Note: This is a four-star album that unfortunately has lost a star due to a bad reissue.
Camper Van Beethoven was one of the quintessential eighties bands. Their highly ironic worldview and eclectic musical style prefigured the nineties in some ways, and more to the point, they were just plain good. They wrote some excellent songs, and they had a really impressive repertoire of styles. It's fitting that this album, their third, was self-titled, because it arguably captures the band at the height of its powers. By this time, they were writing more melodic material but they still embraced the sloppy aesthetic that was one of the trademarks of their early period.
Before going any further, though, I have to admit that this 2004 reissue does not do justice to the original album. With the reissue, somebody made the horrendous decision to put the bonus tracks in the MIDDLE of the running order instead of at the end--thus, an album that already verged on being overlong is now definitely too long. Worse yet, two of the four extra tracks are songs that were included on later albums anyway ("Pope Festival" is "The Fool" with a different title). This means that you have a huge momentum killer right smack in the middle, with three unnecessary songs in a row, plus an additional short instrumental ("Deux Foises") that pops up a few songs later. As a final insult, the instrumental "Stairway to Haevan (sic)" is available here only in an alternate version, so you can't use your iTunes to recreate the original album even if you want to. If you still buy vinyl, you might want to find a copy of the original so you can hear the album at its best.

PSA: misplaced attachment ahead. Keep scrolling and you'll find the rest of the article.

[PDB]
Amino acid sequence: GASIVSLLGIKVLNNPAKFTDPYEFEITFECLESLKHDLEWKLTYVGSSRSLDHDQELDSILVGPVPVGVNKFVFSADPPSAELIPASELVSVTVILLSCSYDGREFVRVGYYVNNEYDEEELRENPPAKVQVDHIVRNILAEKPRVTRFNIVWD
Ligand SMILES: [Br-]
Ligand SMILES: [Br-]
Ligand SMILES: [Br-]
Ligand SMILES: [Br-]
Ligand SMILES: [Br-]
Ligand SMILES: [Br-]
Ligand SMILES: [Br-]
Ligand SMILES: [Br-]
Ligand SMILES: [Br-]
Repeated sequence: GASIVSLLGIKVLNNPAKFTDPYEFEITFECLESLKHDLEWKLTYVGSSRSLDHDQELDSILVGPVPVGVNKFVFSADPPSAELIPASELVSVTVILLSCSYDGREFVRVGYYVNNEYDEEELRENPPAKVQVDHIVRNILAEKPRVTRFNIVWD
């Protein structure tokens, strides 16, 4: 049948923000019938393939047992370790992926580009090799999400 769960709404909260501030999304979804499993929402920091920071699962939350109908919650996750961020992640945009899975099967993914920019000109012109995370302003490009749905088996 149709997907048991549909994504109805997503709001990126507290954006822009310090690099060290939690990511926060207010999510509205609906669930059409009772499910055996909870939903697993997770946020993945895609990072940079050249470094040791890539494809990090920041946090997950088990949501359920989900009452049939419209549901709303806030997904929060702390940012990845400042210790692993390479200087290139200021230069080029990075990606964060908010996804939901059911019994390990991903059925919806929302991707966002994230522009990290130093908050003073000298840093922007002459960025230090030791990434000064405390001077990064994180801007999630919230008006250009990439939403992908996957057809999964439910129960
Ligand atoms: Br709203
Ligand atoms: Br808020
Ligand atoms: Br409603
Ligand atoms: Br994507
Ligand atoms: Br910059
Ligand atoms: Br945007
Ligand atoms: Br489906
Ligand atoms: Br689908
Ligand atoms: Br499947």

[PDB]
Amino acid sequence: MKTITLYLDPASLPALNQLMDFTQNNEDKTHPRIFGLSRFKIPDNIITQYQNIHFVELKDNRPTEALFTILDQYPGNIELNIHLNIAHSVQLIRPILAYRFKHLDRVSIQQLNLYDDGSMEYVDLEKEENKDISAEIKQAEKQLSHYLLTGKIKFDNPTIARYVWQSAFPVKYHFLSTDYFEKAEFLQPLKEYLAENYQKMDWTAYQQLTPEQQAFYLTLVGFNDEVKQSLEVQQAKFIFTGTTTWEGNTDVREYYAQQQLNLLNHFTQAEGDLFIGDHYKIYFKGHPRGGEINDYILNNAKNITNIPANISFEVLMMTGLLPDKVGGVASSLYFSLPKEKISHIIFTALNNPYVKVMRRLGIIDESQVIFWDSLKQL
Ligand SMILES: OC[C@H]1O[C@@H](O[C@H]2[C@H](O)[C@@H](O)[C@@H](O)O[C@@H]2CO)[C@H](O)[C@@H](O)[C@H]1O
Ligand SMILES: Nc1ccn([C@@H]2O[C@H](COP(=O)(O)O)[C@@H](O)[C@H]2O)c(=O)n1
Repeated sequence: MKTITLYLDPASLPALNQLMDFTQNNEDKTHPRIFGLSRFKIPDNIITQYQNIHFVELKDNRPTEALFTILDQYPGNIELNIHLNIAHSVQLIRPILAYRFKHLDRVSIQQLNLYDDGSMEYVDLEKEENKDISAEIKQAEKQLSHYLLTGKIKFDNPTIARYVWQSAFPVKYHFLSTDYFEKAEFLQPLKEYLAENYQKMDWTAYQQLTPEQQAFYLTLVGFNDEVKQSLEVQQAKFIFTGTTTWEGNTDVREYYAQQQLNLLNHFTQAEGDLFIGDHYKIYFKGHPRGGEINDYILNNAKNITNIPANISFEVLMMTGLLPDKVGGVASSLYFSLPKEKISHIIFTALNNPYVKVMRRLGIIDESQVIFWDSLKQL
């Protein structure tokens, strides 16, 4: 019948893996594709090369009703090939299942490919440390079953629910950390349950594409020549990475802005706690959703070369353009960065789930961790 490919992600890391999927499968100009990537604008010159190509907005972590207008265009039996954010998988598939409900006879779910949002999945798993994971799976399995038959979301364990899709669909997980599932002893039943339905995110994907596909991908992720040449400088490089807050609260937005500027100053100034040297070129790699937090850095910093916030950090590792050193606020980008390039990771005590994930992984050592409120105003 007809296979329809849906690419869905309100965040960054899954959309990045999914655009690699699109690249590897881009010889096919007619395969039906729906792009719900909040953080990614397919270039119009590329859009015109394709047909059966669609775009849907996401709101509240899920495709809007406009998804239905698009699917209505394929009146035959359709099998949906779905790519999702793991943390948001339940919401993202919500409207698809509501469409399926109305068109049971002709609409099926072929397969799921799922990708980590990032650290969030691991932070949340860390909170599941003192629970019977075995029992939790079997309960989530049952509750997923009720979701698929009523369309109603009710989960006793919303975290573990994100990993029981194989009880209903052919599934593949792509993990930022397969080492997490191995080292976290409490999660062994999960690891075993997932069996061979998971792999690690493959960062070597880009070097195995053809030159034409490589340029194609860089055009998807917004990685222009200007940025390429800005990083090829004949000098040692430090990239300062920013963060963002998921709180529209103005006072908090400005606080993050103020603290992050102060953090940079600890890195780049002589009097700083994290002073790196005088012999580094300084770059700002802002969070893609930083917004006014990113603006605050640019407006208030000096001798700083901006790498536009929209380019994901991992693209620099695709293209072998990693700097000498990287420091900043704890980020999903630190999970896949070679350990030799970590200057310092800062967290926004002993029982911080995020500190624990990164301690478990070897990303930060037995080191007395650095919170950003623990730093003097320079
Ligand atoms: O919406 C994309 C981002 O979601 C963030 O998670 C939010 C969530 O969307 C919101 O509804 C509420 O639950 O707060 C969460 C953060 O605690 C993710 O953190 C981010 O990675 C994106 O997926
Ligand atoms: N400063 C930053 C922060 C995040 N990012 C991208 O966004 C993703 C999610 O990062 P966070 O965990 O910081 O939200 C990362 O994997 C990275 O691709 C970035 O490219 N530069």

But enough of the bad stuff. There is plenty of good here, even if you're stuck with the reissue. "Good Guys and Bad Guys" starts things off with a wheezing Casio keyboard sound, lots of violin, and droll lyrics that sound downright innocent after all these years: "So just get high while the radio's on/Just relax and sing a song." The second song, "Joe Stalin's Cadillac," is equally droll and funny and is set to a fast country/ska beat of the sort that was favored by CBV. "We Saw Jerry's Daughter," which pokes gentle fun at Deadheads, is another highlight of the album's first half.
The second half of the album is a bit more difficult but also more interesting. There are two songs here, "The History of Utah" and "Peace and Love," that conjure up the spirit of the American West. The former is apparently an irreverent and delightfully incoherent spoof on the Mormons, and the latter is a spooky, druggy spoken-word piece about a road trip, set to swirling psychedelic music. It is slightly reminiscent of the Velvet Underground's spoken word pieces; I'm thinking of "The Gift" and "The Murder Mystery" in particular. There are also some more lighthearted songs. "We Love You" is my personal favorite. It's sort of a California stoner version of "The Devil Went Down to Georgia."
If you're just getting interested in Camper Van Beethoven, this album is a good place to start, or you could check out their fourth album, "Our Beloved Revolutionary Sweetheart," which was their major label debut and featured basically the same lineup of musicians as this album, but a more polished sound. The first two CBV albums are more chaotic and may take a little more getting used to, but they have some great moments. Unfortunately, they also suffer in their reissued form, with bonus tracks in the middle. You don't have to worry about that with the major label albums.